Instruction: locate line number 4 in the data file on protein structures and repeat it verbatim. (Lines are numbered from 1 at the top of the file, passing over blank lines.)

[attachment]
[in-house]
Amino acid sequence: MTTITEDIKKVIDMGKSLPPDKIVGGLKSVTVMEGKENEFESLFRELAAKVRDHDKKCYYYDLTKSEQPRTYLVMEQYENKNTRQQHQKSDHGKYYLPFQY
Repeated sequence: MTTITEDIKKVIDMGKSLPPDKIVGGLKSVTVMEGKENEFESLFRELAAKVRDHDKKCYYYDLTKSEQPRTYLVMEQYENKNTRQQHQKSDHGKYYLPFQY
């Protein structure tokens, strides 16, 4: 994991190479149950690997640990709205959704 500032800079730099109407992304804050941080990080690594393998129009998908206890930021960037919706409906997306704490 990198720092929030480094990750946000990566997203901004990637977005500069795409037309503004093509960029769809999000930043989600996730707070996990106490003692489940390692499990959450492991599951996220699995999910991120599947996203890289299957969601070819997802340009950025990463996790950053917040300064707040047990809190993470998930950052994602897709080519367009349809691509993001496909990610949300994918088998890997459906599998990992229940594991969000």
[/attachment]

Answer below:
């Protein structure tokens, strides 16, 4: 994991190479149950690997640990709205959704 500032800079730099109407992304804050941080990080690594393998129009998908206890930021960037919706409906997306704490 990198720092929030480094990750946000990566997203901004990637977005500069795409037309503004093509960029769809999000930043989600996730707070996990106490003692489940390692499990959450492991599951996220699995999910991120599947996203890289299957969601070819997802340009950025990463996790950053917040300064707040047990809190993470998930950052994602897709080519367009349809691509993001496909990610949300994918088998890997459906599998990992229940594991969000």